In Sri Lanka, around 80% of the population lives in rural areas. According to government data, among its 18 districts, Colombo has the highest urban population (54.6%), followed by Ampara at a distant 19%. Some districts such as Polonnaruwa and Moneragala are fully rural.
Though the number of bank branches per 100,000 people at 14.12 for Sri Lanka is better compared with India’s 10.6, most of them are in urban areas.
“Rural areas in Sri Lanka do not usually have banks,” said T.M.D. Ekanayake, head of information communication technology division, Sri Lanka Post. However, the country has a decent network of post offices. There are 654 post offices in cities and 3,410 sub-post offices, one in each village.
These sub-post offices have now become the financial lifeline of these villages, thanks to a project called M-ePay. Till mid-2014, these sub-post offices delivered money, apart from letters and parcels, by hand.“Often, it would take days for it to reach the destination, sometimes even weeks,” said Ekanayake. It takes a long time to deliver to places such as villages around Anuradhapura in the North Central Province, which are covered with dense jungle.
In 2014, the postal department came up with a solution to use these post offices to reduce the time it took for money to travel. The solution, called M-ePay, connected all sub-post offices through mobile phones to main post offices; the main post offices were already connected to the central government’s servers through the Internet.
Now, for payments such as electricity or phone bills, money transfers and payments such as Employees’ Provident Fund and Employees’ Trust Fund, all it takes is a minute. Customers can walk in to the sub-post office and pay these bills by quoting the bill number and making the payment to the postmaster.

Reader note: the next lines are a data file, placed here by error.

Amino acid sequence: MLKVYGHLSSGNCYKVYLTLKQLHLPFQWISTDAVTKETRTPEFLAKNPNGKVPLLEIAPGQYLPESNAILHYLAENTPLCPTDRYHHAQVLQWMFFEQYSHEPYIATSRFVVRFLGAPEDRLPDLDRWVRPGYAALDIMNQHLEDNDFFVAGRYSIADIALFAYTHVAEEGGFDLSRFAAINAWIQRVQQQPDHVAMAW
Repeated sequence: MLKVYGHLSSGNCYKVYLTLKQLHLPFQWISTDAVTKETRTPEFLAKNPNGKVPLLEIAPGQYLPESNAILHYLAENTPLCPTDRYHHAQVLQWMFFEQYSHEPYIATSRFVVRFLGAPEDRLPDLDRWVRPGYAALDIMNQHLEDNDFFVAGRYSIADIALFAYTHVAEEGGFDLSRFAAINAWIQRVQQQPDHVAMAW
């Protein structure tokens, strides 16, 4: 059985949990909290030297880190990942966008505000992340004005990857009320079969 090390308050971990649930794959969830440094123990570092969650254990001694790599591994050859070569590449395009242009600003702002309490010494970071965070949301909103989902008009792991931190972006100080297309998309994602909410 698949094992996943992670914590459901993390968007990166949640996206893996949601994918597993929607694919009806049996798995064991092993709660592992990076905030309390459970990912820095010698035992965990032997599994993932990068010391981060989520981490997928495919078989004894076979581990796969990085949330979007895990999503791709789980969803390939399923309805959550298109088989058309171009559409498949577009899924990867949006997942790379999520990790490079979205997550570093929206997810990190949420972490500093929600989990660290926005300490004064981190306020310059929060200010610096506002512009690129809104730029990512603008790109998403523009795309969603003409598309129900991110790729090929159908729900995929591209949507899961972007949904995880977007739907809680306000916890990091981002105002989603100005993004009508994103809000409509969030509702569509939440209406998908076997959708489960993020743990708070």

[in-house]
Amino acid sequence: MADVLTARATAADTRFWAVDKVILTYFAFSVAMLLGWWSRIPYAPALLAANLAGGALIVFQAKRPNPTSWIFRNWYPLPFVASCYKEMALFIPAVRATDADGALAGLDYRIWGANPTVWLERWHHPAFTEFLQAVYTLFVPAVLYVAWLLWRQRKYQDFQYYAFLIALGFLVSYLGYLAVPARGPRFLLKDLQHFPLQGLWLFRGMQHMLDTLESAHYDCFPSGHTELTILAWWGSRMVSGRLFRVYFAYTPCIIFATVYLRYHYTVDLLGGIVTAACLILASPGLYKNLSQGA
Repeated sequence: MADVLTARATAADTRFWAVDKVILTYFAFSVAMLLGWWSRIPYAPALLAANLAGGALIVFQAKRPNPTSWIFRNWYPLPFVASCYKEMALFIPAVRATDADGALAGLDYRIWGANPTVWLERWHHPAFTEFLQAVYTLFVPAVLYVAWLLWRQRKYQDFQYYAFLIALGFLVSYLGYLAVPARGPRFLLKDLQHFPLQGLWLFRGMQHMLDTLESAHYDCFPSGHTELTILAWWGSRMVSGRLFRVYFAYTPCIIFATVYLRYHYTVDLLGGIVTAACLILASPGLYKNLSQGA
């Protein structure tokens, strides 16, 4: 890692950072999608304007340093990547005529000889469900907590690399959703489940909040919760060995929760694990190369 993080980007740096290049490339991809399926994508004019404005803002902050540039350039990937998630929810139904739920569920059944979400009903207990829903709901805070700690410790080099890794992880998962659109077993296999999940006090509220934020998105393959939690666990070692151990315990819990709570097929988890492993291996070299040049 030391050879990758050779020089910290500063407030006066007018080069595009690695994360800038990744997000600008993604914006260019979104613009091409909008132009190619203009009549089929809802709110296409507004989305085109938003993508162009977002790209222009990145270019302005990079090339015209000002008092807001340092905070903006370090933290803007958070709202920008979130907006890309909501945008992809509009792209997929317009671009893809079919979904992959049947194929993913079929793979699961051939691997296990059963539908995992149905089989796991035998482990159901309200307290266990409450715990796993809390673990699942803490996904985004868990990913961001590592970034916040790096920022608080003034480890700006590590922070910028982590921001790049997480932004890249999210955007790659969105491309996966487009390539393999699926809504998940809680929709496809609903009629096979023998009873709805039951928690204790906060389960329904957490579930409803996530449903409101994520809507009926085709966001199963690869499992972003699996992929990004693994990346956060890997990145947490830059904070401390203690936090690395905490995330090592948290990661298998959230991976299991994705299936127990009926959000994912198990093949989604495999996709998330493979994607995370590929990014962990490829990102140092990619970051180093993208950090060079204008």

The innovation received a special mention in the m-governance category of the 2015 mBillionth awards.
Under the new system, every postmaster at sub-post offices has a user identity to access the server to make these payments through text messages. “All it takes is a pre-formatted text from the postmaster’s registered mobile number for any such payment and, immediately, he gets a reply when the transaction is done,” said Ekanayake. High-end phones are not required, since these transactions are based on text messages.
“Given the limitations of non-availability of Internet, it sounds like a great standalone innovation because it is very simple,” said Krishnan Dharmarajan, executive director, Centre for Digital Financial Inclusion, an Indian think tank.
The customer, however, does not get any confirmation message, but gets an acknowledgement slip. “Usually, people in villages have very high regard for the postmaster at the post office, who is very close to them. So, they do not hesitate to hand over money,” said Ekanayake.
Dharmarajan also believes that it will work because people in this part of the world have a lot of trust in postmasters. “It is about winning the trust of the customers,” he said.
The sub-post offices could not be connected through the Internet because data services are usually not available in these areas, though 96% of the country is covered by mobile networks.
Initially, the transactions were done manually, leading to a large number of errors, which have since come down. It has also increased efficiency as there is not much paperwork involved. The M-ePay platform promises to extend the access of existing government services to all citizens and expand the delivery of new services.
“Our aim is to provide convenient services to rural areas through new technologies, thereby increasing customer base and earn profits as well,” said Ekanayake. The service is free for customers; the department charges service providers.
From 1 June 2014, the date of M-ePay’s launch, till 31 March 2015, the postal department has earned around 64 lakh Sri Lankan rupees (LKR) through 396,040 electricity bill payment transactions, around LKR1.3 lakh from 8,540 phone bill payments, and around LKR3.7 lakh from 5,537 money transfers.
“I believe it can be replicable in many other countries, and many parts of India as well, given many of them operate under similar circumstances,” said Dharmarajan. However, he said that since basic mobile services are available in most of Sri Lanka, the postal department should make use of the system.
“Maybe customers can be sent a message to their mobile phones. This will provide greater measure of assurance to customers who would be able to track their payments,” added Dharmarajan, adding that it would be cheaper to send acknowledgements via text messages, rather than giving printed slips.
Mint has a strategic partnership with Digital Empowerment Foundation, which hosts the mBillionth and Manthan awards.